2. Know your opponents deck

With now having an overview of how your deck performs and what it actually does, you need to do the same with your opponent’s deck. That’s a lot of work to do, but luckily for me before YCS Prague, my teammates already knew their decks in and out and I could ask them for the main combos (Djinn Lock), key killer cards (Trishula) and back-breaking scenarios (Floodgates, all mirrors removed from grave) for their decks, in the latter case Nekroz. Having a chat with so called Key Opinion Leaders of certain decks, will also support you on your way to the next step.

As an additional note, you can expect to benefit from the “loose to tier 2 – not me” effect. You can be assured your opponents are going to make mistakes against you, since they don’t know your deck or how to play against it. A good friend of mine always says “expect the dumbness of your opponent”. To make it clear, you do not stand any chance in a normal set-up against an experienced Nekroz player with a tier 2 deck. If all the Nekroz players I played, would have known that simply summoning Unicore against Satellarknights is often enough to win the game, I would have lost games, I won in the end.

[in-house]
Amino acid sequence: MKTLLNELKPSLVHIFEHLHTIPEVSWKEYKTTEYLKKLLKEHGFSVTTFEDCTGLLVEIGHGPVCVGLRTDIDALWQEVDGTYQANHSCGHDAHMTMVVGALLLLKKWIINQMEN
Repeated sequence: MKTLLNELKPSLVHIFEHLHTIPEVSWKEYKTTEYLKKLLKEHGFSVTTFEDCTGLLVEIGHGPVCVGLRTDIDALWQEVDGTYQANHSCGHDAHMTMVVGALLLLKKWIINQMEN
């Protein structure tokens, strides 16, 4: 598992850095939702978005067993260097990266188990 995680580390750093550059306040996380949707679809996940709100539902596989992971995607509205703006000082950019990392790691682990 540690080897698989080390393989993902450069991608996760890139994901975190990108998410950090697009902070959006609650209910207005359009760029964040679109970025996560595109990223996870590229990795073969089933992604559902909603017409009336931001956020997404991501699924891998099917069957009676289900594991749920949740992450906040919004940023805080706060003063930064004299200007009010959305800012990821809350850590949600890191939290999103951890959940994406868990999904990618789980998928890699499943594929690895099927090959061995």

3. Search for tech cards

That is actually the hardest step, because there are cards that appear great on paper only to fall short later on during testing and then there combination of cards that only shine if you adjust your play-style to them (see next chapter). In order to find them you need to know:

1. the different kind of tech cards: Floodgates (Macro Cosmos), card temporarily interfering with your opponent (Different Dimension Ground), cards boosting own card presence, often hand traps (Maxx “C”, Shared Ride), cards delivering on point solutions (Mirror of the Ice Barrier)

2. what kind of defensive line-up the current meta decks are playing against your cards, for e.g. if they run a lot of a z/f removal, it is better to avoid flood gates and search for other interactions OR increase the number of floodgates to a maximum


4. Adjust your deck and side deck

Coming back to point 1, it is useful to see the main strength of your deck laid out in the graph provided in order to see how the chosen tech cards will interfere with the overall deck set-up and flexibility. Remember when adjusting your deck to the current metagame you need to find the right balance too, in order to not fall short against other tier 2 decks.